Collected Works of Abraham Lincoln. Volume 1.
Lincoln, Abraham, 1809-1865.

Protest in Illinois Legislature on Slavery [1]

March 3, 1837

The following protest was presented to the House, which was read and ordered to be spread on the journals, to wit:

``Resolutions upon the subject of domestic slavery having passedPage  75 both branches of the General Assembly at its present session, the undersigned hereby protest against the passage of the same. [2]

They believe that the institution of slavery is founded on both injustice and bad policy; but that the promulgation of abolition doctrines tends rather to increase than to abate its evils.

They believe that the Congress of the United States has no power, under the constitution, to interfere with the institution of slavery in the different States.

They believe that the Congress of the United States has the power, under the constitution, to abolish slavery in the District of Columbia; but that that power ought not to be exercised unless at the request of the people of said District.

The difference between these opinions and those contained in the said resolutions, is their reason for entering this protest.''



Representatives from the county of Sangamon.


[1]   House Journal, Tenth General Assembly, First Session, pp. 817-18.

[2]   The General Assembly had received from the States of Virginia, Alabama, Mississippi, New York, and Connecticut ``Memorials . . . relative to the existence of domestic slavery . . .'' A joint select committee of both houses reported to the House on January 12, 1837, deeply deploring ``the unfortunate condition of our fellow men, whose lots are cast in thraldom in a land of liberty and peace,'' but holding that ``the arm of the General Government has no power to strike their fetters from them,'' and spurning indignantly ``an interference with the rights of property in other States.'' Following a diatribe against abolition societies, the committee recommended the adoption of the following resolutions: ``Resolved by the General Assembly of the State of Illinois, That we highly disapprove of the formation of abolition societies, and of the doctrines promulgated by them. ``Resolved, That the right of property in slaves, is sacred to the slave-holding States by the Federal Constitution, and that they cannot be deprived of that right without their consent. ``Resolved, That the General Government cannot abolish slavery in the District of Columbia, against the consent of the citizens of said District without a manifest breach of good faith. ``Resolved, That the Governor be requested to transmit to the States of Virginia, Alabama, Mississippi, New York, and Connecticut, a copy of the foregoing report and resolutions.'' (Ibid., pp. 243-44.)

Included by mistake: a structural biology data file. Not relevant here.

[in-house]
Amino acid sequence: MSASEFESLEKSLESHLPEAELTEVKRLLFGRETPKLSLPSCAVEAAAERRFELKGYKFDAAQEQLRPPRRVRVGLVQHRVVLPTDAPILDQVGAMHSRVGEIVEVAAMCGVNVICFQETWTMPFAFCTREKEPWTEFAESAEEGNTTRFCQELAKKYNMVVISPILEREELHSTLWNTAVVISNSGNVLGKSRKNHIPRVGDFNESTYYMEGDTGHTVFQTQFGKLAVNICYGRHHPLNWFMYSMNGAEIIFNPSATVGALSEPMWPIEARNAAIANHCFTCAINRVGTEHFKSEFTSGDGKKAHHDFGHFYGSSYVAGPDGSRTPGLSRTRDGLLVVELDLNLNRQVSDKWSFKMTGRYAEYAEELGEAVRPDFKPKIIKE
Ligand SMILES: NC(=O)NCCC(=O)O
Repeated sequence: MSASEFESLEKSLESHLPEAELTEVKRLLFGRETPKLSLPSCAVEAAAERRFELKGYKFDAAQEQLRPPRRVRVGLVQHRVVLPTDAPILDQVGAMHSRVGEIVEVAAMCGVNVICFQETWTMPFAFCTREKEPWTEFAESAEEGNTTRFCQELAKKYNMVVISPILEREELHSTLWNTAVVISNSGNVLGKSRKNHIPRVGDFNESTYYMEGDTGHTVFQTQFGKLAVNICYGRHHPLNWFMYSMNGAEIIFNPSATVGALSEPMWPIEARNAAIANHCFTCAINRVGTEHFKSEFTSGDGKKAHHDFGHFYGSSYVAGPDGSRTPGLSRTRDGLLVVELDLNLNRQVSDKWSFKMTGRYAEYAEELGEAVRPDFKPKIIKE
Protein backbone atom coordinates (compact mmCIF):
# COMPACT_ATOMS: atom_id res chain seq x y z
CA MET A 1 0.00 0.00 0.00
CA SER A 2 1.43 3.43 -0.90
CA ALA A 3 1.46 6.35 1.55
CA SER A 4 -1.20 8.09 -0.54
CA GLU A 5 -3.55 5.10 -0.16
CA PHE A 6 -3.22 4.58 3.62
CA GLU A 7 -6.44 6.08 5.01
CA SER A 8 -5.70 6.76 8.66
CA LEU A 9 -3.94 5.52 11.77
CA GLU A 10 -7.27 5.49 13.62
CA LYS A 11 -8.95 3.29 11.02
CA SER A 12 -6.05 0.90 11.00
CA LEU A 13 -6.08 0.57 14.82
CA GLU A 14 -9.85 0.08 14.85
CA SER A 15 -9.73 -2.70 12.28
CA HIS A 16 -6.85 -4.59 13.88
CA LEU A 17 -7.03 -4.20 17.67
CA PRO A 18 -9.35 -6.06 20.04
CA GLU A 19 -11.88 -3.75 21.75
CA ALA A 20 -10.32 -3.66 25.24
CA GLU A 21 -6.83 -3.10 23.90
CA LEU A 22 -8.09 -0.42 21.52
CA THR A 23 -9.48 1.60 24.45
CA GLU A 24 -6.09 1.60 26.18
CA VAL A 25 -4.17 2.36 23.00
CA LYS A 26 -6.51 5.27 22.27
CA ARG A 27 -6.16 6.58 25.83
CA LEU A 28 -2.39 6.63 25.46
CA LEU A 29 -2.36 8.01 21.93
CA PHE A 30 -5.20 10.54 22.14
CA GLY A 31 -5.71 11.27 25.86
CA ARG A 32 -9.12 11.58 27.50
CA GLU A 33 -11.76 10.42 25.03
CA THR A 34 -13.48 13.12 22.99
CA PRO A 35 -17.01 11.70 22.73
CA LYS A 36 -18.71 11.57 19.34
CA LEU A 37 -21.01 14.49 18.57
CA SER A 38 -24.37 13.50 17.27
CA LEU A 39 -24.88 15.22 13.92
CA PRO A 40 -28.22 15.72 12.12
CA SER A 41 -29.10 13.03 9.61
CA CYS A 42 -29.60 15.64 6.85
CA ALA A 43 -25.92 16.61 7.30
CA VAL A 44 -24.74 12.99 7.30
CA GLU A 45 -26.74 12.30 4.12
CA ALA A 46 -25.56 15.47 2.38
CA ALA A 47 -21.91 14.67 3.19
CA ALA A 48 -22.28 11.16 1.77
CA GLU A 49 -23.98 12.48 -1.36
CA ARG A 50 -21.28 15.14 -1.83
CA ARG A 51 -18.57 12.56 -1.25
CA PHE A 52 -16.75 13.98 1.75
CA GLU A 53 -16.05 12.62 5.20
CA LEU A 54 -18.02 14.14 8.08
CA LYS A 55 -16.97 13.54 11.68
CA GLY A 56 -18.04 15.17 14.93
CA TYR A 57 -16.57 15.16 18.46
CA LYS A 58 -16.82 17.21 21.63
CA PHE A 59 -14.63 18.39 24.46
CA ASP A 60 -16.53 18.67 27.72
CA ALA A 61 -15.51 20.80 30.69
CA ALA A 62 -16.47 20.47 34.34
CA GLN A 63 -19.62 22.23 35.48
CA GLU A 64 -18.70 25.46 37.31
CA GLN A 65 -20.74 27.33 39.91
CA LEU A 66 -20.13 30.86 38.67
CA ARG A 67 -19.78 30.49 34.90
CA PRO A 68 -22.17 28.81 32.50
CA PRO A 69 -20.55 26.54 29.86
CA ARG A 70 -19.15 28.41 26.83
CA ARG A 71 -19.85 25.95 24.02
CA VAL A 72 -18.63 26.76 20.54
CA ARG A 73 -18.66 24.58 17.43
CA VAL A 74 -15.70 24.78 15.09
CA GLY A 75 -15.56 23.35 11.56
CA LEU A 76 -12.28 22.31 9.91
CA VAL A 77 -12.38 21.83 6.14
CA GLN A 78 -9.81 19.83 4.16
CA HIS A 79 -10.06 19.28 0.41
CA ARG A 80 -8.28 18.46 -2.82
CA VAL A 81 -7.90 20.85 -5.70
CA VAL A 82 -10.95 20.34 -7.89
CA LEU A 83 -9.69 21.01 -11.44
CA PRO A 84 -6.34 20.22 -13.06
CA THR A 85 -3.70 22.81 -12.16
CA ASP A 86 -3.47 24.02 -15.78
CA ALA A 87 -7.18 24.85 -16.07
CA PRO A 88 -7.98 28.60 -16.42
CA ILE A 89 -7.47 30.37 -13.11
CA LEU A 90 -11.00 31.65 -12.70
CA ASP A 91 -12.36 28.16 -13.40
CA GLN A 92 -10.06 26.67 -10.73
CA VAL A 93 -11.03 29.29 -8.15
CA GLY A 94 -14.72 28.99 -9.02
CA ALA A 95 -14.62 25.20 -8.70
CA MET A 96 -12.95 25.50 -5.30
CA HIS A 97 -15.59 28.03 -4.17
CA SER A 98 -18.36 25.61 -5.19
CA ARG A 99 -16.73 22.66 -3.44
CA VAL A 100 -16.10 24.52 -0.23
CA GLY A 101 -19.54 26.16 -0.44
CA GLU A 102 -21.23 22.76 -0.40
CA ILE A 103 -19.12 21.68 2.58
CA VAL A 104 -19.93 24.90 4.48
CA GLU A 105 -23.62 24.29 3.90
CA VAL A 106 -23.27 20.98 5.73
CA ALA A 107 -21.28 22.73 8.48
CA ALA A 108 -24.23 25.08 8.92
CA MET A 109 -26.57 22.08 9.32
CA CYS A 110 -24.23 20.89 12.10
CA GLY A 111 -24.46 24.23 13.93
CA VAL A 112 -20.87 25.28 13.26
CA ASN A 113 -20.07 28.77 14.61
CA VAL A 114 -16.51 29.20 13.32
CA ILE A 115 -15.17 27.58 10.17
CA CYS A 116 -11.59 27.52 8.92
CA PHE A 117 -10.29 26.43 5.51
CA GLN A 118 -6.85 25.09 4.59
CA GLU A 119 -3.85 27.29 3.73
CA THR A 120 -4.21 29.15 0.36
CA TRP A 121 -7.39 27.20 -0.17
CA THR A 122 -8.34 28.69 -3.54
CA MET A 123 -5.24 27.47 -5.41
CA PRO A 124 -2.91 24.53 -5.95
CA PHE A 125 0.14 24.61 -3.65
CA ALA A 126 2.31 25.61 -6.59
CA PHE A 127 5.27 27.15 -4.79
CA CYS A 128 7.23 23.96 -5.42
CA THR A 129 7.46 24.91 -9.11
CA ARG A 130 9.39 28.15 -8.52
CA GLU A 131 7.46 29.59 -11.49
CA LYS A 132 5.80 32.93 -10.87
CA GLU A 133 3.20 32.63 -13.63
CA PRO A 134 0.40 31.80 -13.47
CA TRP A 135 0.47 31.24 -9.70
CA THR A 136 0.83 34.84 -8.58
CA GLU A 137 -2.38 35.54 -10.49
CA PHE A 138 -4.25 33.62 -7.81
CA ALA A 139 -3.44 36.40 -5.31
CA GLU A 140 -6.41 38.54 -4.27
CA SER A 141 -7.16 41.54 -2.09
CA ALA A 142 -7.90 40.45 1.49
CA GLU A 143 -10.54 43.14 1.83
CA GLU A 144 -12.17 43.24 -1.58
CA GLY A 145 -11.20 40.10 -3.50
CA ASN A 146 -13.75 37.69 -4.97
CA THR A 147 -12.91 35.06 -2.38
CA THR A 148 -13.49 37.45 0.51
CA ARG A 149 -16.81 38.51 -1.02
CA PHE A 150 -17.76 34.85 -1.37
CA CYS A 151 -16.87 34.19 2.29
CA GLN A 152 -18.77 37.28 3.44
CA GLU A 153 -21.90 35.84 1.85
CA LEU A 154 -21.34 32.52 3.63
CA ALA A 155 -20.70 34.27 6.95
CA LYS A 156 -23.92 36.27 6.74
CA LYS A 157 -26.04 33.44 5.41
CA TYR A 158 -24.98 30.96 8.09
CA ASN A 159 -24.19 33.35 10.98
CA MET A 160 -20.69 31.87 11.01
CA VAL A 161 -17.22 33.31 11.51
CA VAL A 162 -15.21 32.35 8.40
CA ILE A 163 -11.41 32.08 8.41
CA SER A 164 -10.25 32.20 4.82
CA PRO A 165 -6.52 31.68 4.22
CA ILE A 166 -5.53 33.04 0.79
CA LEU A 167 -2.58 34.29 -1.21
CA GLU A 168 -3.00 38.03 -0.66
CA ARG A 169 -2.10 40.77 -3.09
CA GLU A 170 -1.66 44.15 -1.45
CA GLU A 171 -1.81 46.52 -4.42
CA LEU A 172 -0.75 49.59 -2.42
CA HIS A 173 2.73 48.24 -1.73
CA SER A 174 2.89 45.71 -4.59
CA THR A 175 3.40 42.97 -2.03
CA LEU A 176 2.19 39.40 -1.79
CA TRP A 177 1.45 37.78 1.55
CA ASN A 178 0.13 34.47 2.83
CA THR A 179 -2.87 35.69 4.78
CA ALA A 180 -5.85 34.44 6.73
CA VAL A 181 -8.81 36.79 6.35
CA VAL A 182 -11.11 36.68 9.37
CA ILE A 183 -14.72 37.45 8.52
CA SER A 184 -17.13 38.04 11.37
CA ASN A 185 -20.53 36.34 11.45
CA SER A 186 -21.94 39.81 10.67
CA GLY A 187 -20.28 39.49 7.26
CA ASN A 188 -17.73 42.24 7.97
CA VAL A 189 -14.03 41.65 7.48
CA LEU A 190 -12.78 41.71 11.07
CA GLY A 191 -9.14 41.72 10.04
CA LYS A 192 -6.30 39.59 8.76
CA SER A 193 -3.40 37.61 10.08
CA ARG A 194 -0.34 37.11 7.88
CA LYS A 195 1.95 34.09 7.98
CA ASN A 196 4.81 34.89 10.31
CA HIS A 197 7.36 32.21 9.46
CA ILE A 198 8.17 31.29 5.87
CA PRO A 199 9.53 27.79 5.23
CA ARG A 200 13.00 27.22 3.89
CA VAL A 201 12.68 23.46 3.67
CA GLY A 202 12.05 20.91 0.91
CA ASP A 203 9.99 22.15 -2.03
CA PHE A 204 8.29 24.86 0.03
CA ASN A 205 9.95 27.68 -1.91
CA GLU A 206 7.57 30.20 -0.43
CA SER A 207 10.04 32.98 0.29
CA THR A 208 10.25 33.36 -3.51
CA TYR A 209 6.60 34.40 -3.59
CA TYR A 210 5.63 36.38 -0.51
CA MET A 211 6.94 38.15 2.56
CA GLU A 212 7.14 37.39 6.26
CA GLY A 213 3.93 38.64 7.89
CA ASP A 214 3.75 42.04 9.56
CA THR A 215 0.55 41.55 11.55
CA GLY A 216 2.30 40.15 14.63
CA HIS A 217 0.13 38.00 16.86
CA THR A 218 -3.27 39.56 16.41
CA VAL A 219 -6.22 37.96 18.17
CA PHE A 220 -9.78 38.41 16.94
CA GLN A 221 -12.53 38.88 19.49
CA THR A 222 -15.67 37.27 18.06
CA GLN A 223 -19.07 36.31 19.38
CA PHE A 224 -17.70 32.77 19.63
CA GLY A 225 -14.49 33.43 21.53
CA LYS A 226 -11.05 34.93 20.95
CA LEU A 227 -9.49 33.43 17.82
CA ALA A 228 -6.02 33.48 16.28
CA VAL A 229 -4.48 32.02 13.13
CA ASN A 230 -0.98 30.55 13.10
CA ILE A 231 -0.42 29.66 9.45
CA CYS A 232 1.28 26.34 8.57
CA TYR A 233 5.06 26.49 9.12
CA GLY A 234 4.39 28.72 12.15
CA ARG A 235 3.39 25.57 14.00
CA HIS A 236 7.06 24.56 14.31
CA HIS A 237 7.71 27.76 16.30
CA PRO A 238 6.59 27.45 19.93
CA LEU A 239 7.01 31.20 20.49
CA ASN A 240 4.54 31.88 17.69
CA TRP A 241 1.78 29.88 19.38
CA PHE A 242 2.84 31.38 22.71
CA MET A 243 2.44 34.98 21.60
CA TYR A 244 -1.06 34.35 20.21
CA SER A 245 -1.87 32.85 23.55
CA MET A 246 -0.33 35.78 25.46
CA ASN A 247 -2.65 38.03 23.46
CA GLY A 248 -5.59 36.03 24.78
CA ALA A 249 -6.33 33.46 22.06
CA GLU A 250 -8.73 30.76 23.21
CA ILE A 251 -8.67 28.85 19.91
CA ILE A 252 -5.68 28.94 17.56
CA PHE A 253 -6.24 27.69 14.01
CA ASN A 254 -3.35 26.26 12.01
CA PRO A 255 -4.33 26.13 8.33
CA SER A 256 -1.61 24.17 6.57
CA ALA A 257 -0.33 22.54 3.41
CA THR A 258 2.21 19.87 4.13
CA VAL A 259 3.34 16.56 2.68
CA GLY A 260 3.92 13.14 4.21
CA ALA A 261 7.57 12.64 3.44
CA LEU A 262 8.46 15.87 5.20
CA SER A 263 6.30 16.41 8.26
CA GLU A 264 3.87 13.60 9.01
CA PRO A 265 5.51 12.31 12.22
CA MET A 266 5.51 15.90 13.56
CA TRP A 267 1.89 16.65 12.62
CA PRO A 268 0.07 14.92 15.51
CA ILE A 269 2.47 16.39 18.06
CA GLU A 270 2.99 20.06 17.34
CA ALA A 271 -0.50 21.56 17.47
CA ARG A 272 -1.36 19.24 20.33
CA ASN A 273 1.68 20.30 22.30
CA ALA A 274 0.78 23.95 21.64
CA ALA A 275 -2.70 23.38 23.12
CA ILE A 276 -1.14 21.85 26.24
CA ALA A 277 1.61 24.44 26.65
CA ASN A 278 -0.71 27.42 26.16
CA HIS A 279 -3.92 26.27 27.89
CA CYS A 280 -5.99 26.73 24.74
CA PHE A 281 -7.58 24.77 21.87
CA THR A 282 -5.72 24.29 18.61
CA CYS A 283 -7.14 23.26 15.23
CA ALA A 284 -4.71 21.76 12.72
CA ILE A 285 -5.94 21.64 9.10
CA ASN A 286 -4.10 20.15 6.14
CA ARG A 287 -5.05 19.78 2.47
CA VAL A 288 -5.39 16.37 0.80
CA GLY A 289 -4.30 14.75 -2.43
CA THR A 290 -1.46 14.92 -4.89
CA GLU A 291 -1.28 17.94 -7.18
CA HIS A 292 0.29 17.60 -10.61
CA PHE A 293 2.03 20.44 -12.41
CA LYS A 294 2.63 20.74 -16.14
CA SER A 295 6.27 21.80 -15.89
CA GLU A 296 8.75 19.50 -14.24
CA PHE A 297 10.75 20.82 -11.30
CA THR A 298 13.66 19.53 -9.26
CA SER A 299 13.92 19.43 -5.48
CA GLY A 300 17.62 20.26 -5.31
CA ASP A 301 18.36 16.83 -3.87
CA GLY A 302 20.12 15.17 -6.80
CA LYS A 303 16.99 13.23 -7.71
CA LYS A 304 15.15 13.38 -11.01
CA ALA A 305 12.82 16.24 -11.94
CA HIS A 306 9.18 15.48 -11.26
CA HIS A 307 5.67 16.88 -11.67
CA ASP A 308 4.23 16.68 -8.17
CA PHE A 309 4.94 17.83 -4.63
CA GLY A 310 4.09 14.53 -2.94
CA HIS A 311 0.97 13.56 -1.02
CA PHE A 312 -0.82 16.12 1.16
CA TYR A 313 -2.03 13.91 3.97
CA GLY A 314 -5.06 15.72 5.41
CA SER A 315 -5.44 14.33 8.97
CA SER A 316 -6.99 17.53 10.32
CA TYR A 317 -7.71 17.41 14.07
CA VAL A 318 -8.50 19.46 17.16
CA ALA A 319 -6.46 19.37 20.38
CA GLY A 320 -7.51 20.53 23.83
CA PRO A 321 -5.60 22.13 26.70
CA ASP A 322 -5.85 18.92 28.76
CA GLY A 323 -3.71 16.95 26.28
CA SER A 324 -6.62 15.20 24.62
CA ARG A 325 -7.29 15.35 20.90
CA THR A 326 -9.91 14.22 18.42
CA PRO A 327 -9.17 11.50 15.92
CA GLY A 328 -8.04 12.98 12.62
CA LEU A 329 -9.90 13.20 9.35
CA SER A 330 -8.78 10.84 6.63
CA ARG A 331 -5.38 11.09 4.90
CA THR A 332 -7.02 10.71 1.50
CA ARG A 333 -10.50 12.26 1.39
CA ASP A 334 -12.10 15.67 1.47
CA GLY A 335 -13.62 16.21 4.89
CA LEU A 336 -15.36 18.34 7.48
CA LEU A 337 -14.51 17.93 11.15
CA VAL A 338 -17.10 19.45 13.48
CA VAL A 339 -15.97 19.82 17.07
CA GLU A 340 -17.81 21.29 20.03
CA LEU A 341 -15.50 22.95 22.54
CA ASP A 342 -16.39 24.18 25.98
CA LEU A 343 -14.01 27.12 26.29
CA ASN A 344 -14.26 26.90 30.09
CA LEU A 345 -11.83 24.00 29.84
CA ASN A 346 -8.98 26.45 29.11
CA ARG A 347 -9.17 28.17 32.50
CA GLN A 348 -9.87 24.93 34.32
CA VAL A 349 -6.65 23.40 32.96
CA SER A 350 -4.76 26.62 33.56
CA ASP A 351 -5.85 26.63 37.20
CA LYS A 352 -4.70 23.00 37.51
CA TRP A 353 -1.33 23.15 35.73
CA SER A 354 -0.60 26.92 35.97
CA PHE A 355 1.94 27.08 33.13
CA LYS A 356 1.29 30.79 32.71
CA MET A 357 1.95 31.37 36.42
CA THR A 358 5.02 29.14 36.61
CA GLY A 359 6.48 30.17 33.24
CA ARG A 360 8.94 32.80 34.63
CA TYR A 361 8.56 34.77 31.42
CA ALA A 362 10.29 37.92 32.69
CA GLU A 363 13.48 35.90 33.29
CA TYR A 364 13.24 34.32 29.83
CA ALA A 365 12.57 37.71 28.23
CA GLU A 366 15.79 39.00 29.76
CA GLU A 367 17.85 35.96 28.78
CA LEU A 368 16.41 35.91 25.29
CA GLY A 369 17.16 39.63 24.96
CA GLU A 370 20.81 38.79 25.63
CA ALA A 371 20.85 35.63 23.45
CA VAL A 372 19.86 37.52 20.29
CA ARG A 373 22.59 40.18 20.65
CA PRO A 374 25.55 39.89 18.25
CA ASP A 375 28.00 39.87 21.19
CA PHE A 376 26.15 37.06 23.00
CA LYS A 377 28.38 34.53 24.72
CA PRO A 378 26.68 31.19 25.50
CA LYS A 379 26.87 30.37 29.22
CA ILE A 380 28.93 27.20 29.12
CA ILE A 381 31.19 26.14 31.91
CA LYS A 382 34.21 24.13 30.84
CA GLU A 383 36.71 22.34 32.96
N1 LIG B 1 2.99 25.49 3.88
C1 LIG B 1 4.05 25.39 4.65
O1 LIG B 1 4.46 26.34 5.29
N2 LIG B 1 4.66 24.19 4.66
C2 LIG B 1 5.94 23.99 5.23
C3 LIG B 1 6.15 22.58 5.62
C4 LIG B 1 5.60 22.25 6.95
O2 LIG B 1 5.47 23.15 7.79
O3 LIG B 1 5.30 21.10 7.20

Considerable debate ensued and numerous amendments were offered, but no details of the debate, nor details of the amendments, are recorded in the Journal except those offered from the floor on the final reporting of the resolutions. Lincoln moved to amend the amendment proposed by the committee to the third resolution by inserting after the word ``Congress,'' the following: ``Unless the people of the said District petition for the same.'' The motion failed and after further debate the resolutions ``as amended'' were finally passed by the House on January 20. The Senate concurred on January 25. The resolutions as amended are not printed in the Journal of the House, but the degree to which the general sentiment of the resolutions was modified seems not to have impressed Lincoln and Stone, who presented their protest on March 3, after otherPage  76 weighty legislation (notably the bill to remove the state capital from Vandalia to Springfield) had been safely passed.

[3]   Daniel Stone was a Whig lawyer of Springfield, Illinois. Upon resigning his seat in the legislature after the adjournment of the session, he was succeeded by Edward D. Baker, elected at a special election on July 1.